Big Tech Censorship: Draft Executive Order Could Limit Protections for Social-Media Companies
For years, Big Tech companies, including Facebook, Twitter, Google, and YouTube, have enjoyed the freedom and legal protection for content posted on their platforms. The protection comes from Section 230 of the Communications Decency Act of 1996 protects, which states that “No interactive computer services shall be treated as the publisher or speaker of any information provided by another information content provider.”
Now, that is about to change. Big tech companies may longer have it both ways. According to multiple media reports, President Trump is about to sign an executive order that would make it easier for federal regulators to hold companies such as Twitter, Facebook and Google’s YoutTube liable for curbing users’ speech, for example by suspending their accounts or deleting their posts, the people said.
The draft executive order, which is titled, “Preventing Online Censorship, would seek to limit the broad legal protection that federal law currently provides social-media and other online platforms, according to people familiar with the draft. If it becomes law, the executive order could open floodgates of lawsuits from online users and potentially cause the big tech companies to re-examine their censorship policies.
The current law states that “interactive computer services” are almost always protected from lawsuits involving defamation and copyright infringement; effectively, the user who posts content that may be seen as defamation, harassment, obscenity, or another speech crime that is not protected by the First Amendment will be held responsible for their wrongdoing – not the forums where the content is posted.
Because of the vagueness and loopholes in the current law, Congress concluded these special protections should be afforded to Big Tech companies because they serve as a “forum for a true diversity of political discourse.” Big Tech companies failed to uphold freedom of speech on their platforms. As we all know, that is not exacted the case today.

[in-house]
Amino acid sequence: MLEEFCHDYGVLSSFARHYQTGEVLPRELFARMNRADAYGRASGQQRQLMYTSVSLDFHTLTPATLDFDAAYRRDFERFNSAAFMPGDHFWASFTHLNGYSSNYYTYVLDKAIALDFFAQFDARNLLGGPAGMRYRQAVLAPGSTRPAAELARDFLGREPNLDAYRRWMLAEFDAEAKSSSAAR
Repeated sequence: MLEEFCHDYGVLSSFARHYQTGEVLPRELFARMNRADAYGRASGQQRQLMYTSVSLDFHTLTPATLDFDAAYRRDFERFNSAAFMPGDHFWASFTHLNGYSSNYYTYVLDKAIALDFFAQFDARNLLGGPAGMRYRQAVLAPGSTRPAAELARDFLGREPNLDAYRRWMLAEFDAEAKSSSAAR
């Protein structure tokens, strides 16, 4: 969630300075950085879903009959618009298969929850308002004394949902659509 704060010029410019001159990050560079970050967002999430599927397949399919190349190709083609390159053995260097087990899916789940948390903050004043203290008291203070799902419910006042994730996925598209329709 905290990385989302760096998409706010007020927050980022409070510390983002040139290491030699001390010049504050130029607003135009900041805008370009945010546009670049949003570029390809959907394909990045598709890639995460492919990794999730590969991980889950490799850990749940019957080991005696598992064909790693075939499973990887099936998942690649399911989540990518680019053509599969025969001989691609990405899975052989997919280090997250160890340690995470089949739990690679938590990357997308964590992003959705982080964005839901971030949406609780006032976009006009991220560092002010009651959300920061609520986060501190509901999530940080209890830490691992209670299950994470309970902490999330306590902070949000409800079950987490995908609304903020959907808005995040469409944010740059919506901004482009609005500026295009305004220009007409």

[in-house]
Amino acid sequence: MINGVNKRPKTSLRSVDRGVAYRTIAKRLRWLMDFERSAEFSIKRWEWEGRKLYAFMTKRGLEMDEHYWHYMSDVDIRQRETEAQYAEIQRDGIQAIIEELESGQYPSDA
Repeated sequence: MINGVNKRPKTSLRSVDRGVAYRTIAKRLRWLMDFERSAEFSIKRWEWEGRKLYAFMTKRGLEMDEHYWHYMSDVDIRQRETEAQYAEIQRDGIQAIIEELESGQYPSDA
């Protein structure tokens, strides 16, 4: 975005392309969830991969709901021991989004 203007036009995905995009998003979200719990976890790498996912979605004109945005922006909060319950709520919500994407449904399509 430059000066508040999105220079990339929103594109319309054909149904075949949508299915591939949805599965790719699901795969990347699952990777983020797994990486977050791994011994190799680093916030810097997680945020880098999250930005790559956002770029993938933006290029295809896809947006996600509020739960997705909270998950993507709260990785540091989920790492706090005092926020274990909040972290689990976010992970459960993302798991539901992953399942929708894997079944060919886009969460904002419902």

The executive order comes after Twitter on Tuesday moved for the first time to apply a fact-checking notice to tweets by the president on the subject of voter fraud, citing CNN as the fact check source. President Trump on Tuesday accused the company of stifling free speech and vowed to take action.
Addressing the decision to “fact check” President Trump’s tweet, Twitter CEO Jack Dorsey said in a tweet, “Our intention is to connect the dots of conflicting statements and show the information in dispute so people can judge for themselves. More transparency from us is critical so folks can clearly see the why behind our actions.”
This does not make us an “arbiter of truth.” Our intention is to connect the dots of conflicting statements and show the information in dispute so people can judge for themselves. More transparency from us is critical so folks can clearly see the why behind our actions.
— jack (@jack) May 28, 2020
It’s amazing that Dorsey tweeted this, apparently without thinking through the consequences. This is a slippery slope and this tweet may come back to haunt the company especially if the new executive order is challenged in the court. For example, Twitter did not “fact check” tweets from Chinese government officials claiming coronavirus was created by the U.S. military even though we all know the virus started in Wuhan, China in December 2019.
“Big Tech is doing everything in their very considerable power to CENSOR in advance of the 2020 Election,” Trump tweeted on Wednesday night. “If that happens, we no longer have our freedom. I will never let it happen! They tried hard in 2016, and lost. Now they are going absolutely CRAZY. Stay Tuned!!!”
Big Tech is doing everything in their very considerable power to CENSOR in advance of the 2020 Election. If that happens, we no longer have our freedom. I will never let it happen! They tried hard in 2016, and lost. Now they are going absolutely CRAZY. Stay Tuned!!!
— Donald J. Trump (@realDonaldTrump) May 28, 2020
In the meantime, the draft isn’t yet completed and is subject to change, the people said. Legal experts say the final executive order would also likely be challenged in court.